A whistleblower report submitted to Congress on Friday alleges that the chief medical officer of Customs and Border Protection (CBP), Dr. Alexander Eastman, pressured employees to acquire fentanyl lollipops under the guise of needing them for emergency pain management during the United Nations General Assembly in New York held in September.

According to the complaint, staff members were perplexed by Dr. Eastman’s insistence on obtaining the potent Schedule II narcotics, given the unusual nature of the request, NBC first reported.

Dr. Eastman defended his actions, stating that it was his responsibility to ensure the wellbeing of any injured CBP agents, asserting the lollipops were to be used for critical pain relief situations.

The whistleblowers said in the report that “Eastman spent copious hours of his and Office of the Chief Medical Officer staff time directing the OCMO staff to urgently help him procure fentanyl lollipops, a Schedule II narcotic, so that he could bring them on the CBP Air and Marine Operations helicopter on which he would be a passenger in New York City.”

“Dr. Eastman claims that his possession of fentanyl lollipops was necessary in case a CBP operator might be injured, or in case the CBP Air and Marine Operations team encountered a patient in need.”

Customs and Border Protection, tasked with preventing the illicit trafficking of drugs like fentanyl, is now facing questions about its own practices.

NBC reported:

Eastman’s staff initially responded to his request by explaining that Narcan, which can save the lives of those who overdose on fentanyl, has been requested for CBP operations in the past, but not fentanyl itself. The whistleblowers say staff members raised questions about how he would store the lollipops and what he would do with unused fentanyl at the end of the operation, according to the report.

Eastman responded by writing his own policy regarding procurement of Schedule II narcotics, which omitted any mention of how narcotics were to be stored and disposed of, the whistleblowers allege.

Eastman was ultimately unsuccessful in procuring fentanyl lollipops, because a vendor could not be found in time for the U.N. General Assembly.

It was unusual for the medical officer of CBP to attend the General Assembly, a meeting of diplomats and heads of state to discuss international issues, but Eastman made the argument to his staff that his presence was needed because CBP’s Air and Marine Operations division was helping the Secret Service with security.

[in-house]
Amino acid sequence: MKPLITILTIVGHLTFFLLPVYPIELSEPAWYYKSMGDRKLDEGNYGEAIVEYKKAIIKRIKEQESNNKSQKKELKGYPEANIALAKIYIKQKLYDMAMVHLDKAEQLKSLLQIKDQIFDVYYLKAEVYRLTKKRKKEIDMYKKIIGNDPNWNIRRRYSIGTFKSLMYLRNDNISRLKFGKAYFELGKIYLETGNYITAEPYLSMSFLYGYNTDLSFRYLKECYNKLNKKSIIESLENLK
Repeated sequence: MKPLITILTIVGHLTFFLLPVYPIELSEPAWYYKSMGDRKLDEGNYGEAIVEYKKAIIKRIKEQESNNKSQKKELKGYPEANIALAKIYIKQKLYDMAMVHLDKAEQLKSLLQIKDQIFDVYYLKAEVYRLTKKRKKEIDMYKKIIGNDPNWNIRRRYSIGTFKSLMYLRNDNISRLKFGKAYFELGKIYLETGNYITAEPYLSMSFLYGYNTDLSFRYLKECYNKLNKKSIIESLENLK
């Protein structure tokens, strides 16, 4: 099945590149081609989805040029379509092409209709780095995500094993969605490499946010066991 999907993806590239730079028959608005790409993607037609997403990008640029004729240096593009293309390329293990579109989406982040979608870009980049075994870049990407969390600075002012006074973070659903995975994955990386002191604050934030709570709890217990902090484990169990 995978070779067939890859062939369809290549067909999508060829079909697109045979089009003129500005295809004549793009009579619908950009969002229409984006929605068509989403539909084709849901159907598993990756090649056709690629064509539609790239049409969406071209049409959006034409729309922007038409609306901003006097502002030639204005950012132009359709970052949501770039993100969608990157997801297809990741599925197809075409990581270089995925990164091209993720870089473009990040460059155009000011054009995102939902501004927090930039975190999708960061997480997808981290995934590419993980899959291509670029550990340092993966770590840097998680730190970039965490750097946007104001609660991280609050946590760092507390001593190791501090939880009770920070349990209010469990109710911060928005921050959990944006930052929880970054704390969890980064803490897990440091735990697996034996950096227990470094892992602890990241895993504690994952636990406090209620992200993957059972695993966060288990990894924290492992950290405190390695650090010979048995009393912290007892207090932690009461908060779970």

The whistleblowers, represented by the nonprofit Government Accountability Project, also allege Eastman was under investigation by CBP’s Office of Professional Responsibility at the time regarding improper ordering and securing of narcotics for a friend who is a pilot for Air and Marine Operations. The friend worked as a helicopter pilot for Air and Marine Operations in New York during the General Assembly, the report says.

A CBP spokesperson, responding to these allegations, told NBC News: “CBP takes all allegations of misconduct seriously. This matter has been referred to the CBP Office of Professional Responsibility (OPR) for review. Consistent with our commitment to transparency and accountability, we will provide updates as they are available.”

Who is Dr. Alexander Eastman?

Eastman assumed the role of acting chief medical officer in June 2023 amidst a sudden shift in medical leadership prompted by the tragic passing of an 8-year-old girl while in CBP custody.

More from National Law Enforcement Officers Memorial Fund:

Dr. Eastman is the Senior Medical Officer at the Department of Homeland Security’s (DHS) Countering Weapons of Mass Destruction Office (CWMD). In this role, he is responsible for operational medicine across DHS in addition to countering threats to the United States worldwide. Dr. Eastman is a Task Force Officer with ICE Homeland Security Investigations and is assigned to the Special Response Team (SRT) program.

Dr. Eastman is also a Dallas Police Department lieutenant, the Chief Medical Officer of the Dallas Police Department, and the Lead Medical Officer for the Dallas Police SWAT Team. He is actively involved in national planning for law enforcement medical support through the Department of Justice’s Officer Safety and Wellness Group, the Committee on Tactical Emergency Casualty Care, the Hartford Consensus Working Group and serves as the Medical Advisor for the Major Cities Chiefs Association.

Formerly, Dr. Eastman served as the Chief of the Rees-Jones Trauma Center at Parkland Memorial Hospital in Dallas, TX. He was also an Assistant Professor and trauma surgeon in the Division of Burns, Trauma and Critical Care at the University of Texas Southwestern Medical Center and continues to be a practicing trauma surgeon.

Dr. Eastman was recently awarded the Dallas Police Department Medal of Valor for actions taken during the July 7, 2016 police ambush and has been previously honored as an Outstanding Young Alumni (2014) from The University of Texas at Austin, the Joe C. Jones Reserve Officer of the Year (2013) and Officer of the Year (2014) from the Dallas Police Department and Dallas Police Association.


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